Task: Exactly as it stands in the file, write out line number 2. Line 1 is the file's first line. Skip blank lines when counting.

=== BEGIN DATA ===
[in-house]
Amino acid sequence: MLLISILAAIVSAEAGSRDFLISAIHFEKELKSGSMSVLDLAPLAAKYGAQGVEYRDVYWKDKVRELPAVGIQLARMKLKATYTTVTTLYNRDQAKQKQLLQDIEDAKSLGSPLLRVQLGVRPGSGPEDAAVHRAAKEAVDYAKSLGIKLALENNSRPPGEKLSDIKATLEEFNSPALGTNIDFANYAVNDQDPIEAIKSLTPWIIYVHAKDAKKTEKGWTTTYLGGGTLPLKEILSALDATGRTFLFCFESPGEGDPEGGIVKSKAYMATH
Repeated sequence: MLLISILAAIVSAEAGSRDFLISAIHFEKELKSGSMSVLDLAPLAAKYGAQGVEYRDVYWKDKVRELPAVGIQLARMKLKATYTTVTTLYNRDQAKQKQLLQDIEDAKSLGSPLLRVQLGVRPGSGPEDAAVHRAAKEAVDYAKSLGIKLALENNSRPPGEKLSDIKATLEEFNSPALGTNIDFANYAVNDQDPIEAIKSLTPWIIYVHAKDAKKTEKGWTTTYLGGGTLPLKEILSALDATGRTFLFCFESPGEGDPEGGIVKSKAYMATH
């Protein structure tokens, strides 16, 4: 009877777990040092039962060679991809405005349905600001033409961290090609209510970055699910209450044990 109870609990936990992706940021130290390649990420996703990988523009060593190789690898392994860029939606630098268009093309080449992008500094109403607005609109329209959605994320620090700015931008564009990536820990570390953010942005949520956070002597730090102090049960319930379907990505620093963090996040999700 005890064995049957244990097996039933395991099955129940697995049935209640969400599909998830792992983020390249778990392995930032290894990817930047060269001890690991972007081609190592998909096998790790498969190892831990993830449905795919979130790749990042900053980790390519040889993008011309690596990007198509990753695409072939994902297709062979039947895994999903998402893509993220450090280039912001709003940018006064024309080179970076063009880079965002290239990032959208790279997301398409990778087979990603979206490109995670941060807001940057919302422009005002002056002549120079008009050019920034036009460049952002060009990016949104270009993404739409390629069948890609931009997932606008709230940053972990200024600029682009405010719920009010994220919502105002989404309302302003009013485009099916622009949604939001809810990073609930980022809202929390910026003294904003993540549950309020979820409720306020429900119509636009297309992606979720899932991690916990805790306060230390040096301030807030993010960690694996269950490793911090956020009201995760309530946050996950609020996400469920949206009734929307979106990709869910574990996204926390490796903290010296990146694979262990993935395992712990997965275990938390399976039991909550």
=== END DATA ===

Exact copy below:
Amino acid sequence: MLLISILAAIVSAEAGSRDFLISAIHFEKELKSGSMSVLDLAPLAAKYGAQGVEYRDVYWKDKVRELPAVGIQLARMKLKATYTTVTTLYNRDQAKQKQLLQDIEDAKSLGSPLLRVQLGVRPGSGPEDAAVHRAAKEAVDYAKSLGIKLALENNSRPPGEKLSDIKATLEEFNSPALGTNIDFANYAVNDQDPIEAIKSLTPWIIYVHAKDAKKTEKGWTTTYLGGGTLPLKEILSALDATGRTFLFCFESPGEGDPEGGIVKSKAYMATH